Travel tips and advice on where to go and where to stay. This section also offers general advice on travelling to and within South Africa.
Travelling On A Shoe-String
Being a little short on cash should never hold you back from seeing the world. Granted, you will still have to save money to travel, but you can certainly explore other countries while only spending the bare minimum. Here’s how: Travel in off-peak times of the year. Summers are usually the most expensive time to travel, depending on the destination. Most accommodation spots, activities and attractions offer special rates during their off-peak periods. Share your costs with one or more other traveller(s). If you can split the costs of transport and accommodation, you will be guaran...Continue reading
What To Pack For A Camping Trip
South Africa is brimming with stunning places in which to go camping, ranging from the exquisite Drakensburg Mountains to the coastline of the wild Transkei. Camping is special. It allows holiday-makers to experience the country in a very personal way; being part of the natural flora around them without the physical limitations of hotel rooms or lodge boundaries. Still, without the luxuries of formal accommodation establishments, the only way to enjoy a camping trip is to prepare for it properly. This means making comprehensive checklists of what you need to pack and packing well ahead ...Continue reading
Escape to the West Coast and the Berg River Region
Think West Coast, think sand, heat, sea and little fresh water. And you wouldn't be far off the mark. The West Coast is arid, wild and windswept, but it does have water. And one of the major sources of water available that makes farming possible, in the arid Sandveld and undulating hills of the Swartland, is the Berg River - its source in the Drakenstein Mountains just south of Franschhoek and its mouth at Laaiplek on the Atlantic Ocean. In the presence of the Berg River (more commonly known amongst locals as the Bergrivier – one word) the towns of the West Coast between Velddrif and Ela...Continue reading
Tips for a stress-free xmas holiday travel experience
There is something almost deranged about the festive season. People become gripped by an inexplicable mania. Take my average shopping experience during Decembers of late where shoppers hurl themselves at the shelves in similar fashion to post-Christmas sales. Are they frightened that the shop will run out of items? Has Woolworths ever run out of turkeys or mince pies before? As far as I know, they were selling mince pies on special well into February the following year, so why the fanatical devotion to filling the trolley as if we're about to be snowed in for the entire season, and then som...Continue reading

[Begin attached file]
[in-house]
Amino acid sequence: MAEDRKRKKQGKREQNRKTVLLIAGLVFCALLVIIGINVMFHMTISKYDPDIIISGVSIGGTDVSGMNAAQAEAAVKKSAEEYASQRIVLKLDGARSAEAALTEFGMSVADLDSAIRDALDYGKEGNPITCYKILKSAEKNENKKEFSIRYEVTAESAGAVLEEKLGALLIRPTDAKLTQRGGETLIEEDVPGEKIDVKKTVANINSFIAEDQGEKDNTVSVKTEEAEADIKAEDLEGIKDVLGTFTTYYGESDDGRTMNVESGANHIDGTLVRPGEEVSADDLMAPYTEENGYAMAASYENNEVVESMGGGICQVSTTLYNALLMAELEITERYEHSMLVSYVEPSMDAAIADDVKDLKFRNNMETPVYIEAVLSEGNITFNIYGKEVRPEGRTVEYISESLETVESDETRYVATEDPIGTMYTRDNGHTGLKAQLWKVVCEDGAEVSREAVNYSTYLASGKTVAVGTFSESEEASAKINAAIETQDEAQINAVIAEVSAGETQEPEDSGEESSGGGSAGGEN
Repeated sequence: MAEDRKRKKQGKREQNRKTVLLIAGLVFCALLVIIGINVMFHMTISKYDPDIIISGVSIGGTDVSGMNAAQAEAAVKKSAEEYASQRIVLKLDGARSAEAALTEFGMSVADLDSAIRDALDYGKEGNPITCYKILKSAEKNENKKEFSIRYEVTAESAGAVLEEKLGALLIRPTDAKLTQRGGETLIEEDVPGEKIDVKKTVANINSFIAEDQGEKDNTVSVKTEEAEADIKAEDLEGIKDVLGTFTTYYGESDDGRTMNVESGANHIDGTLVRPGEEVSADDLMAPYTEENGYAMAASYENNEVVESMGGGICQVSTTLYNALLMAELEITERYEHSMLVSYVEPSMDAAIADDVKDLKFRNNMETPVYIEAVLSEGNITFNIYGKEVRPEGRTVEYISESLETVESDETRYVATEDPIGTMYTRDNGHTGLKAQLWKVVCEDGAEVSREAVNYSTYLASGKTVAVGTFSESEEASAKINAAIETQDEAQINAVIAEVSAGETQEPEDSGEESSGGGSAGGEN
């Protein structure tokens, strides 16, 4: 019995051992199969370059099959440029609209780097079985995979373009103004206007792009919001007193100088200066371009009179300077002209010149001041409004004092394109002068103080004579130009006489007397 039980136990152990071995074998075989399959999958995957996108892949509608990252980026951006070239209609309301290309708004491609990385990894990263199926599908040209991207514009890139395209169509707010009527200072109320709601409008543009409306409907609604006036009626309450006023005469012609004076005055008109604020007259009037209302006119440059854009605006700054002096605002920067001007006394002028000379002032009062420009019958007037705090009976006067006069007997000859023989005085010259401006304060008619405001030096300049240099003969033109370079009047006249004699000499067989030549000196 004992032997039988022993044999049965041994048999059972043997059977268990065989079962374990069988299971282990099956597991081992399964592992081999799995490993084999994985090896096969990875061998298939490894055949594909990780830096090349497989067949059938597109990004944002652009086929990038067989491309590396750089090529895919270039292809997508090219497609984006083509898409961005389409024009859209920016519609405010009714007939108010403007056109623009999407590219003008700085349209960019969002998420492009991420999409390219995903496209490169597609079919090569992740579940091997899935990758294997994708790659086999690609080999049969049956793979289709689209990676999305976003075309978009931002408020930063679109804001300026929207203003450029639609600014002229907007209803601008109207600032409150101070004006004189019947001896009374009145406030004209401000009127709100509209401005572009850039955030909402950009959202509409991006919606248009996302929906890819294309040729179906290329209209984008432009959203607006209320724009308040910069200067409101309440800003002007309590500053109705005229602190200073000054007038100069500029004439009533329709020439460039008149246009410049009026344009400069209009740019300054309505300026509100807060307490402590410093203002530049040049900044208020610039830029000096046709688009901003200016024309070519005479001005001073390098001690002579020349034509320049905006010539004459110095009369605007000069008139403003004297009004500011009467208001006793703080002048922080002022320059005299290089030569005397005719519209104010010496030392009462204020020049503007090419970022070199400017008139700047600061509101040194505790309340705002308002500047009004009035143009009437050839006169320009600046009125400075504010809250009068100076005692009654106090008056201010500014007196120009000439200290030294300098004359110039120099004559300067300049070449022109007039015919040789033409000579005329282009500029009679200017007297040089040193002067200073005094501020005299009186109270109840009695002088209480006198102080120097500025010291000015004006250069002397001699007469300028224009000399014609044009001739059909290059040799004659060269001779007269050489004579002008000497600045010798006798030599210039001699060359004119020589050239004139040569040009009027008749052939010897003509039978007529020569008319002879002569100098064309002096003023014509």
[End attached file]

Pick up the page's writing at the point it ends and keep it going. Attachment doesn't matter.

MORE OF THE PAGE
Shosholoza Meyl – an alternative to air travel?
Everyone has a fond memory of taking the train in their childhood – piling on with mom and dad, the luggage (ours were a series of rather dramatic, bright red suitcases that included a small, square one for my mother's cosmetics), egg and mayo sandwiches and the welcome delight of sleeping under crisp white sheets as the wheels chugged gently beneath you. Remarkably, the inter-city train of our youth still exists, in the form of the Shosholoza Meyl, named such after the popular South African song about train workers. The word 'meyl' refers to a long distance by train. One would think I coul...Continue reading
How social media can find you a holiday
One mother's journey to find a house swop on Facebook – the ins and outs, pros and cons We recently found someone with whom we are swopping houses. Or, as she puts it, swopping lives. Because when you move into someone else's home, use their car, feed their cat, flick through their photo albums on a rainy day, stock their fridge with your food, and sleep in their beds, then you've practically taken on their lives, haven't you? I'm not a fan of Facebook. I intensely dislike the compulsion I act under to check FB at least three times a morning to see who is saying what. I cringe when I ge...Continue reading
Escape the Vuvuzela – Your antidote to World Cup Fever